I don't know about you, but sometimes I follow interesting auctions on eBay just to find out what will happen. So look what just sold for a respectable $3,000:
(Note: the link won't be permanent.)
The Apo-El 105 is one of the very few true apochromats available to photographers, and one of the few fully diffraction-limited lenses money can buy. It's arguably the very best enlarging lens for medium format to 6x6, especially if you're working in color, and no slouch for 35mm, either. (Rumor has it that Uncle Arthur K. has one of these cast in lucite on his desk. I've never seen a picture to prove it, though, and the Old Aviator has been known to pull a leg or two.) Somewhere, some darkroom worker is rejoicing over the acquisition of a treasure.
Chances are Ctein will have an interesting comment on this post. If he chimes in, I'll post it.
Featured Comment by Roger: "Don't forget that Art also proclaimed that his 105 would be buried with him. I suspect that he meant it...."
Featured Comment by Arthur Kramer: "I'm not dead yet. In fact my entire WW II crew of the B-26 Willie the Wolf are all gone now. I am the last man standing of that brave crew."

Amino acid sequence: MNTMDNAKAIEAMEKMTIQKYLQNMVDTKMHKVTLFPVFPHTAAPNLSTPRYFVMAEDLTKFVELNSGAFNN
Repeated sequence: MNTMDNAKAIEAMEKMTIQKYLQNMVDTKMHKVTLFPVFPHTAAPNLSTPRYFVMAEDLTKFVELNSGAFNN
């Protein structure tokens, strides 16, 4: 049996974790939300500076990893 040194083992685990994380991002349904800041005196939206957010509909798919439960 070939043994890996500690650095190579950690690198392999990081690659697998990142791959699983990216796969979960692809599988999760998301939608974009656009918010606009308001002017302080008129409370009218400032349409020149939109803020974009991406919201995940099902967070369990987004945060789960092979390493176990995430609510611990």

344th Bomb Group
Bombardier on B-26 Willie the Wolf
England France Belgium Holland Italy Germany
Mike replies: Hi Arthur! So what about that lens...do you really have one cast in lucite? I should remember, but it's been a long time since those days on CompuServe.
Art Kramer standing by Willie the Wolf, from his website.
It was the 344th that led the 9th Air Force into battle on D-Day.
Featured Comment by Walter Dufresne: "My top five most vivid pictorial memories from a quarter century ago include focusing oil-mounted Kodachrome transparencies—including Helen Levitt's—in Frank Tartaro's dye transfer shop in New York City. Frank used Apo El Nikkors in several focal lengths. Studying the projected transparency through a high-resolution grain focuser was thrilling. Thank you, Frank, Helen, and Nikon."